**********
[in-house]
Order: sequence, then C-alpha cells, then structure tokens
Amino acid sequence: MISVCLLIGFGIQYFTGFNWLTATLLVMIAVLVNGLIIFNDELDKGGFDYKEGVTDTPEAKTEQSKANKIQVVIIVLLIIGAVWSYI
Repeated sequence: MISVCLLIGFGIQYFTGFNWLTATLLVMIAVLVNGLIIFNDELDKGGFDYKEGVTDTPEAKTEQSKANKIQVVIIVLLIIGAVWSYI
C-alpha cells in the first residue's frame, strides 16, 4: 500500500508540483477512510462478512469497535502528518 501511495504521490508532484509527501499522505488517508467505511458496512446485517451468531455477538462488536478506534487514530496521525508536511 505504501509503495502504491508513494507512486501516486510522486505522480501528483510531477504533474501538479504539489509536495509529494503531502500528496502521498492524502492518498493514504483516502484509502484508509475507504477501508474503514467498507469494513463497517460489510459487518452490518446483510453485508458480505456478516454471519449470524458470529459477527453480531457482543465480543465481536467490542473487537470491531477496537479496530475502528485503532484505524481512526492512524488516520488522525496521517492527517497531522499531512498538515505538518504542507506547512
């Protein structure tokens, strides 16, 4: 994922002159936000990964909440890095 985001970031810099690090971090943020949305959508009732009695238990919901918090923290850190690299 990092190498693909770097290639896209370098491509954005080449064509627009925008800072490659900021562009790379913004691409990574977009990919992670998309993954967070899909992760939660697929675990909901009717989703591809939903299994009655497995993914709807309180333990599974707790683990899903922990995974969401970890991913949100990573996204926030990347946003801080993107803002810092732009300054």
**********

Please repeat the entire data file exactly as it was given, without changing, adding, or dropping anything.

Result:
[in-house]
Order: sequence, then C-alpha cells, then structure tokens
Amino acid sequence: MISVCLLIGFGIQYFTGFNWLTATLLVMIAVLVNGLIIFNDELDKGGFDYKEGVTDTPEAKTEQSKANKIQVVIIVLLIIGAVWSYI
Repeated sequence: MISVCLLIGFGIQYFTGFNWLTATLLVMIAVLVNGLIIFNDELDKGGFDYKEGVTDTPEAKTEQSKANKIQVVIIVLLIIGAVWSYI
C-alpha cells in the first residue's frame, strides 16, 4: 500500500508540483477512510462478512469497535502528518 501511495504521490508532484509527501499522505488517508467505511458496512446485517451468531455477538462488536478506534487514530496521525508536511 505504501509503495502504491508513494507512486501516486510522486505522480501528483510531477504533474501538479504539489509536495509529494503531502500528496502521498492524502492518498493514504483516502484509502484508509475507504477501508474503514467498507469494513463497517460489510459487518452490518446483510453485508458480505456478516454471519449470524458470529459477527453480531457482543465480543465481536467490542473487537470491531477496537479496530475502528485503532484505524481512526492512524488516520488522525496521517492527517497531522499531512498538515505538518504542507506547512
């Protein structure tokens, strides 16, 4: 994922002159936000990964909440890095 985001970031810099690090971090943020949305959508009732009695238990919901918090923290850190690299 990092190498693909770097290639896209370098491509954005080449064509627009925008800072490659900021562009790379913004691409990574977009990919992670998309993954967070899909992760939660697929675990909901009717989703591809939903299994009655497995993914709807309180333990599974707790683990899903922990995974969401970890991913949100990573996204926030990347946003801080993107803002810092732009300054």